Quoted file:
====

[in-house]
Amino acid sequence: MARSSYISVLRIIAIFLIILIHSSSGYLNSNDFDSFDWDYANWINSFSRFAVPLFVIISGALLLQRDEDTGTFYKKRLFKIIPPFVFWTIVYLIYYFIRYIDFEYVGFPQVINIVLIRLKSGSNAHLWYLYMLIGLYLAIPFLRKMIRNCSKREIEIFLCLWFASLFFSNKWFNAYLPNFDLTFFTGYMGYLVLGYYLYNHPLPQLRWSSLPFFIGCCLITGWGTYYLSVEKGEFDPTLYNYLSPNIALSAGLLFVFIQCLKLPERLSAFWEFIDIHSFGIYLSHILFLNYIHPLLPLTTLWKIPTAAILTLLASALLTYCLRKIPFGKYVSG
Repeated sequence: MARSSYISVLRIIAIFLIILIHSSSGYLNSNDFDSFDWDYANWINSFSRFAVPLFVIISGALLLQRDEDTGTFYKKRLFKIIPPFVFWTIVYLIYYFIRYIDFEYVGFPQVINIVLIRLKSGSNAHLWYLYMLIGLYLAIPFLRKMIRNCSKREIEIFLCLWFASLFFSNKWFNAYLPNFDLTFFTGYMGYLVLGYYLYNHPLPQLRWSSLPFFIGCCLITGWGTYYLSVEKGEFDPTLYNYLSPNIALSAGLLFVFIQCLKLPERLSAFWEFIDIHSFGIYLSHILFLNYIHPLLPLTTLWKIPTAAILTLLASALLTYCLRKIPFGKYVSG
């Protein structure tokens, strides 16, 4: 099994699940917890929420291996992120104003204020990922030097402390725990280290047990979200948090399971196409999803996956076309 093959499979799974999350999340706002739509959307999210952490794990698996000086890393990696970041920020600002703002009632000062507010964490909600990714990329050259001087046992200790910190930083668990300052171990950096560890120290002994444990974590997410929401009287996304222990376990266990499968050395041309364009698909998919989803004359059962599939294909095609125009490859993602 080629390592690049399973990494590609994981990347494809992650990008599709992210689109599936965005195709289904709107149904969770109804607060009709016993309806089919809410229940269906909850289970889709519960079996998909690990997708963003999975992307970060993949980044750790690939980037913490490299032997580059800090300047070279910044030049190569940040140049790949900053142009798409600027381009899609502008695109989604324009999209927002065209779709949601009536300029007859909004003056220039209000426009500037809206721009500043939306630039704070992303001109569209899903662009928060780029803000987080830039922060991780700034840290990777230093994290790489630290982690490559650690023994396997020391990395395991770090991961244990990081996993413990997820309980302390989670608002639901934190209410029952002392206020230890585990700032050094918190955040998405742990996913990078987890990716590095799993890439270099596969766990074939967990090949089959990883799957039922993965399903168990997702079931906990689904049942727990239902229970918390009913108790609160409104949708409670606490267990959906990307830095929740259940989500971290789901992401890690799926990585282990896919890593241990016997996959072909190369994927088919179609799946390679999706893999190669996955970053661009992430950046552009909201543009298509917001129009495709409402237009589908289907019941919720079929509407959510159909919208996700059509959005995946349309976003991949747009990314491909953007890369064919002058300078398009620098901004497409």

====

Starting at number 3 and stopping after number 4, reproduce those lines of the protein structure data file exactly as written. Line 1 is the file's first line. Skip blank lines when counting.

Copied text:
Repeated sequence: MARSSYISVLRIIAIFLIILIHSSSGYLNSNDFDSFDWDYANWINSFSRFAVPLFVIISGALLLQRDEDTGTFYKKRLFKIIPPFVFWTIVYLIYYFIRYIDFEYVGFPQVINIVLIRLKSGSNAHLWYLYMLIGLYLAIPFLRKMIRNCSKREIEIFLCLWFASLFFSNKWFNAYLPNFDLTFFTGYMGYLVLGYYLYNHPLPQLRWSSLPFFIGCCLITGWGTYYLSVEKGEFDPTLYNYLSPNIALSAGLLFVFIQCLKLPERLSAFWEFIDIHSFGIYLSHILFLNYIHPLLPLTTLWKIPTAAILTLLASALLTYCLRKIPFGKYVSG
């Protein structure tokens, strides 16, 4: 099994699940917890929420291996992120104003204020990922030097402390725990280290047990979200948090399971196409999803996956076309 093959499979799974999350999340706002739509959307999210952490794990698996000086890393990696970041920020600002703002009632000062507010964490909600990714990329050259001087046992200790910190930083668990300052171990950096560890120290002994444990974590997410929401009287996304222990376990266990499968050395041309364009698909998919989803004359059962599939294909095609125009490859993602 080629390592690049399973990494590609994981990347494809992650990008599709992210689109599936965005195709289904709107149904969770109804607060009709016993309806089919809410229940269906909850289970889709519960079996998909690990997708963003999975992307970060993949980044750790690939980037913490490299032997580059800090300047070279910044030049190569940040140049790949900053142009798409600027381009899609502008695109989604324009999209927002065209779709949601009536300029007859909004003056220039209000426009500037809206721009500043939306630039704070992303001109569209899903662009928060780029803000987080830039922060991780700034840290990777230093994290790489630290982690490559650690023994396997020391990395395991770090991961244990990081996993413990997820309980302390989670608002639901934190209410029952002392206020230890585990700032050094918190955040998405742990996913990078987890990716590095799993890439270099596969766990074939967990090949089959990883799957039922993965399903168990997702079931906990689904049942727990239902229970918390009913108790609160409104949708409670606490267990959906990307830095929740259940989500971290789901992401890690799926990585282990896919890593241990016997996959072909190369994927088919179609799946390679999706893999190669996955970053661009992430950046552009909201543009298509917001129009495709409402237009589908289907019941919720079929509407959510159909919208996700059509959005995946349309976003991949747009990314491909953007890369064919002058300078398009620098901004497409």